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How do you find the null to null bandwidth for the signal below?

The $\text{sinc}$ function is the Fourier Transform of a Rectangular pulse. Its zeros are located at non-zero integers of $x$. Therefore, if your spectrum can be expressed as $\text{sinc}(Bx)$, the ...
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How do you find the null to null bandwidth for the signal below?

The key observation is that $\text{sinc}(x)$ is zero for all arguments $x$ that are nonzero integers, so the problem reduces to "what values of $f$ yield the nonzero integers closest to zero, ...
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How do you find the null to null bandwidth for the signal below?

The following MATLAB script is a solution to your question clear all;close all;clc 1. fzero only returns 1 zero ...
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How to plot in MATLAB the PSD of two signals with different bandwidths

The spectrum of a BPSK signal has a sinc function envelope. That's not bandlimited and falls off very slowly with frequency so you can't easily sample it without getting significant amount of aliasing ...
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Why power = variance = rms^2 in the White Noise process?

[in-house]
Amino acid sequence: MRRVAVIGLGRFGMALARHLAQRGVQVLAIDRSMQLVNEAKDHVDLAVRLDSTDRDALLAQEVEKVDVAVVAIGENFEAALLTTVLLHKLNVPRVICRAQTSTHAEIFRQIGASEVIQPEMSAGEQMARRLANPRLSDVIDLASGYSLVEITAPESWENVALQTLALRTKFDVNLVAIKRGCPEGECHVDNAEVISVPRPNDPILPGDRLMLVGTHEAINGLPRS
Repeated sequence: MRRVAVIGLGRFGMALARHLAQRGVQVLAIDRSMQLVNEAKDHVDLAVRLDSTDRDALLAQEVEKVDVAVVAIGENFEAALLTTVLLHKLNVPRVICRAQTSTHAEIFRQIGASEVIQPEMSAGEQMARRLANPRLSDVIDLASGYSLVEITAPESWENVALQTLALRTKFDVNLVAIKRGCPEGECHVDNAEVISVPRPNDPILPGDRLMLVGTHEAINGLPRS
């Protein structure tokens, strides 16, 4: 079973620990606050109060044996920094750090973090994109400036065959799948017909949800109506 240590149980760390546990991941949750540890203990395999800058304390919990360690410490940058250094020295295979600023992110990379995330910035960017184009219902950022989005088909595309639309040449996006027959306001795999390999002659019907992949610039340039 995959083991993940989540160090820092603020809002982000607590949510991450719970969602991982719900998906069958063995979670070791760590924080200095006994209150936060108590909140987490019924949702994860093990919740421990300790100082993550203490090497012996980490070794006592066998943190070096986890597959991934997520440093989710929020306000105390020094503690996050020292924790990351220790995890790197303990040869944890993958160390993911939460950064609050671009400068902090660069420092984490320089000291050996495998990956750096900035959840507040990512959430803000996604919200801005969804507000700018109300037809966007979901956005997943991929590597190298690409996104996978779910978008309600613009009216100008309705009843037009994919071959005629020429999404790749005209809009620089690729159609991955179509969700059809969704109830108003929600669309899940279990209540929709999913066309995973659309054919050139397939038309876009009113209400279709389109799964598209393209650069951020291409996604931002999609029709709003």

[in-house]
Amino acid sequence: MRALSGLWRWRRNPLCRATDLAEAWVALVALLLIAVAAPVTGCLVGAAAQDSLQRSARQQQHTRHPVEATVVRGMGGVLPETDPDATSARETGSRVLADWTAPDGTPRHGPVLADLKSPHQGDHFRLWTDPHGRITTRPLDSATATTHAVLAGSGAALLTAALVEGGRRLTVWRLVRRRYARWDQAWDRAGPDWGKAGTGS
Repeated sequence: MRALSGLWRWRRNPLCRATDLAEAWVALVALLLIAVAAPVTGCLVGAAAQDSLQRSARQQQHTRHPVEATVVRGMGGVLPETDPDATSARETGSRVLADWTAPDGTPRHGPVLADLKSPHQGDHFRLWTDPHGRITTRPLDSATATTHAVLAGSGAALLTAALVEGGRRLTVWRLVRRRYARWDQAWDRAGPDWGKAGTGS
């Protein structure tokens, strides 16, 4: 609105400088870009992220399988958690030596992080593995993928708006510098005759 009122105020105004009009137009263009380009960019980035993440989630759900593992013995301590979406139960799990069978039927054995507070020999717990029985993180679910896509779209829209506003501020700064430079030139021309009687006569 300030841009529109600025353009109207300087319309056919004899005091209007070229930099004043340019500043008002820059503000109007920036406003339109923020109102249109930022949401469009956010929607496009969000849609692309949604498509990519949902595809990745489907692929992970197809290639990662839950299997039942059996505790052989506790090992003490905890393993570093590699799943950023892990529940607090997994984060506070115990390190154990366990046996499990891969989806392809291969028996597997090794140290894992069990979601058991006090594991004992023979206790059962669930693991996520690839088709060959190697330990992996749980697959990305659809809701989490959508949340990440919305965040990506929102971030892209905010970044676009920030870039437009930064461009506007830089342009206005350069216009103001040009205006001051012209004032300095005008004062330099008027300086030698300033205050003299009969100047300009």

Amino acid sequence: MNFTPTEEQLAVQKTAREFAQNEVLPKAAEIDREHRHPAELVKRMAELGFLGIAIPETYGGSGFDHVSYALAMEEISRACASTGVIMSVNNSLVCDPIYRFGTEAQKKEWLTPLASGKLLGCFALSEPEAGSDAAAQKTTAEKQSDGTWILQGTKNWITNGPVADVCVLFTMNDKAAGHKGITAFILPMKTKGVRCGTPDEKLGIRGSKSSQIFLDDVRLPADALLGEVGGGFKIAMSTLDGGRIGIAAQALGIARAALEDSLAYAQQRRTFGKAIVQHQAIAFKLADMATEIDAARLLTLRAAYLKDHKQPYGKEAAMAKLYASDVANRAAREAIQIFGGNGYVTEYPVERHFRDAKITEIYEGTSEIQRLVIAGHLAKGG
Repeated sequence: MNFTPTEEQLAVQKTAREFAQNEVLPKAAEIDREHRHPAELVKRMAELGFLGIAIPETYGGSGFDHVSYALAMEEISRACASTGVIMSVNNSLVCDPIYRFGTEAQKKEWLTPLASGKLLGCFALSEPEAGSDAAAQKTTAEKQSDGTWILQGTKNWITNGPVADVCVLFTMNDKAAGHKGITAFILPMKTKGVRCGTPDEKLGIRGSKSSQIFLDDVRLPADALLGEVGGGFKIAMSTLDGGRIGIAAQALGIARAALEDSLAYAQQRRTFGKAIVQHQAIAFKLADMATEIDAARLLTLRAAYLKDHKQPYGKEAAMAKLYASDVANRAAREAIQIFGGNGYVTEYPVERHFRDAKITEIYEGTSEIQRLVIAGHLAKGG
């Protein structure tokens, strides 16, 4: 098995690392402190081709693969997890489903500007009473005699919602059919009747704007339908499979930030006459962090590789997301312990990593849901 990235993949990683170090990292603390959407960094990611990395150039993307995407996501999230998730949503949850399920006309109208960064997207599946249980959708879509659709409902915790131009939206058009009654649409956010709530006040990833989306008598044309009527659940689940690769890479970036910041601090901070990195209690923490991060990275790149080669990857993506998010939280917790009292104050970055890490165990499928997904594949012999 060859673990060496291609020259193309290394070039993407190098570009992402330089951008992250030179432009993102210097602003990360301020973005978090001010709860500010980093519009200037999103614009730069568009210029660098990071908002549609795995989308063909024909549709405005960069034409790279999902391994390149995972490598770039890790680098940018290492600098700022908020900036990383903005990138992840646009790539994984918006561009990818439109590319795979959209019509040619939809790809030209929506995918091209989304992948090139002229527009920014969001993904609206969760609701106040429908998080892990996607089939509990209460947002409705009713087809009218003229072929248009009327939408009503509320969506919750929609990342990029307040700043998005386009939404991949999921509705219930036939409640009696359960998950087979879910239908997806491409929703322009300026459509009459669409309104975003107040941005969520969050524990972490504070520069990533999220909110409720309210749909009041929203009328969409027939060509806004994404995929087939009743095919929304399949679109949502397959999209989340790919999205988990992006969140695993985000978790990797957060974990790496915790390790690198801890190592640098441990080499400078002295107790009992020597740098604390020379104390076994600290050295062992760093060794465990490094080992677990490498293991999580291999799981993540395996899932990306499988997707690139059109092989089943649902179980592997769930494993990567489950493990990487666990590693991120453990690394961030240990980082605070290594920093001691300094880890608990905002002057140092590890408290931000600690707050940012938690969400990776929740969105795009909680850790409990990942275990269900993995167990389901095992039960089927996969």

I saw the article variance = power = rms^2 in White noise. That's true for almost all mean-free signals, not just white noise. For simplicity, we assume a discrete real signal, $x[n]$ of length $N$ ...
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Why power = variance = rms^2 in the White Noise process?

The relationship between variance and rms value follows directly from the definition of variance. For a continuous random variable, it is defined as: $$ \sigma^2 = E\left(\left(X - \mu\right)^2\right) ...
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Where does the following expression for stationary Gaussian Noise come from: $\langle \tilde{n}(f)\tilde{n}(f')\rangle = \delta(f-f')\frac{1}{2}S_n$?

From Probability, Random Variables, and Stochastic Processes, A. Papoulis, McGraw-Hill 1984, p. 306: If the process $\mathbf x(t)$ is WSS with power spectrum $S(\omega)$ then its transform $\mathbf X(...
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Does the resolution of a timeseries affect the estimate of the power-spectrum when using np.fft.rfft and does it comply with parseval's theorem?

The second method has the correct scaling (divide by $Nf_s$) for a Power Spectral Density. However, that scaling won't work to verify Parseval's result, since its units are Power/Hz. Your 1st method, ...
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